So, how long before a first rate city that can attract only second rate talent diminishes to a second rate city?
Sydney Australia hovers close to the top of many laudable urban measurements, including the quality of local talent that is being eroded away by one of Sydney’s less desirable achievements — world class unaffordability.
What’s the solution?
On one hand, room for more housing is needed to build affordable housing. On another, suburban expansion is at serious odds with climate change. The future of city sprawl undoubtedly depends on the development of a horrendously expensive, non-polluting, energy efficient mass transit network.
A more immediate and less expensive fix comes from ‘zone-busting’: re-writing by-laws to allow higher density development in residential neighbourhoods.
The free market housing industry favours an over-the-top-and-then-some approach to zone-busting — the construction of high rise towers, the higher the better and the more luxurious the better. Luxurious high density adds up to the highest profits. Affordability? Oh, all right, for a handsome cash bribe they’ll throw in a few ‘affordable’ units.
The sheer scale and obtrusiveness of these high rises virtually guarantees that the zoning changes to enable them will be battled to the death by ferocious NIMBYites protecting the quality of life in their neighbourhoods.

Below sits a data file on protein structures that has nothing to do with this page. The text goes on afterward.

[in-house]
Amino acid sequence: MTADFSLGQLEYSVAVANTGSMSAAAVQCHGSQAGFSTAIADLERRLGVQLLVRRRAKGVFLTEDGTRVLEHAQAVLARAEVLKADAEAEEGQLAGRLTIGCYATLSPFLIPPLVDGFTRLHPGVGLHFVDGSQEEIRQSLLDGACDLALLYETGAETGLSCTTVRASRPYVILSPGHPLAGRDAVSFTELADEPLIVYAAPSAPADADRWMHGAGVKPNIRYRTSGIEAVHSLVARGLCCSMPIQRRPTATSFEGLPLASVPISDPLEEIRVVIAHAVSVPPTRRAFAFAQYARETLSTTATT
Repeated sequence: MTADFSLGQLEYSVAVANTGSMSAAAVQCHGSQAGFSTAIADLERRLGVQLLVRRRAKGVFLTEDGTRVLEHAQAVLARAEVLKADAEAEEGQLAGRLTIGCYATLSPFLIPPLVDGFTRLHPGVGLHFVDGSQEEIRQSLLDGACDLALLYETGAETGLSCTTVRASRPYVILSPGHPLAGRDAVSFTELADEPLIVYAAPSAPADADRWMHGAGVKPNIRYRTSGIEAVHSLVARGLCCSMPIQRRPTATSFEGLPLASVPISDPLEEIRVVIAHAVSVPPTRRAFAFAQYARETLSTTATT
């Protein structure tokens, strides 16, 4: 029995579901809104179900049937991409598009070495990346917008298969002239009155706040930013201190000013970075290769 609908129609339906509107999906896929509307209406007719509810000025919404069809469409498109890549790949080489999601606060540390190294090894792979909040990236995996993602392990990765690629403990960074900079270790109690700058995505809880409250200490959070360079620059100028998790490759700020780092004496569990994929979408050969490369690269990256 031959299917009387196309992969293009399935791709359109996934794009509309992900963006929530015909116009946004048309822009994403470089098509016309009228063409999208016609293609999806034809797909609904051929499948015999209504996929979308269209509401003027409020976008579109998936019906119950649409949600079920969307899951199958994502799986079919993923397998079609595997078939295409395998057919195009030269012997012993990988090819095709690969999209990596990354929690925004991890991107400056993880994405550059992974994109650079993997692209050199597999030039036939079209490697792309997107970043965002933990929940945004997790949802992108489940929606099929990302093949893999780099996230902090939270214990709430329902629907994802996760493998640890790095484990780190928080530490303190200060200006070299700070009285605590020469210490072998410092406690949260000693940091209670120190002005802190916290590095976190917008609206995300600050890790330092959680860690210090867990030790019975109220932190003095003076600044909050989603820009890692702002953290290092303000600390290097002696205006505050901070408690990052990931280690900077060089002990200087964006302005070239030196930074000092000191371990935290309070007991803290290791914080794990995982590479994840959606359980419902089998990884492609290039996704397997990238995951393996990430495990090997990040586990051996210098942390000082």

Between single family dwellings on one hand, and skyscraping homes on the other, is there a happy medium? A recent convention of Sydney architects has been brainstorming possible solutions.
While NIMBYites1 can probably be guaranteed to protest any change to neighbourhood zoning, medium and low rise multi-unit housing offers a possible solution. It tends to be modest in style and, accordingly, and less obtrusive than some of the ugly replacement single homes and ‘McMansions’ that are becoming features of today’s single family neighbourhoods.
In the U.S., Minneapolis, Minnesota has recently taken a dramatic step forward by zone-busting all single family urban neighbourhoods to allow low rise multi-unit dwellings2.
And the future for Sydney? Looking beyond the hand-wringing title, you can nread more about the Sydney Architecture Festival and their brainstorming about a ‘middling’ approach to residential density in The Daily Telegraph: Brain Drain Of Young Talent Who Cannot Afford To Live In Sydney
- NIMBY is an acronym for ‘Not In My Back Yard’, which is a very common response to new development (particularly affordable or higher density housing) in a neighbourhood.
- Try: Minneapolis Drives A Stake Into The Heart Of The American Dreamscape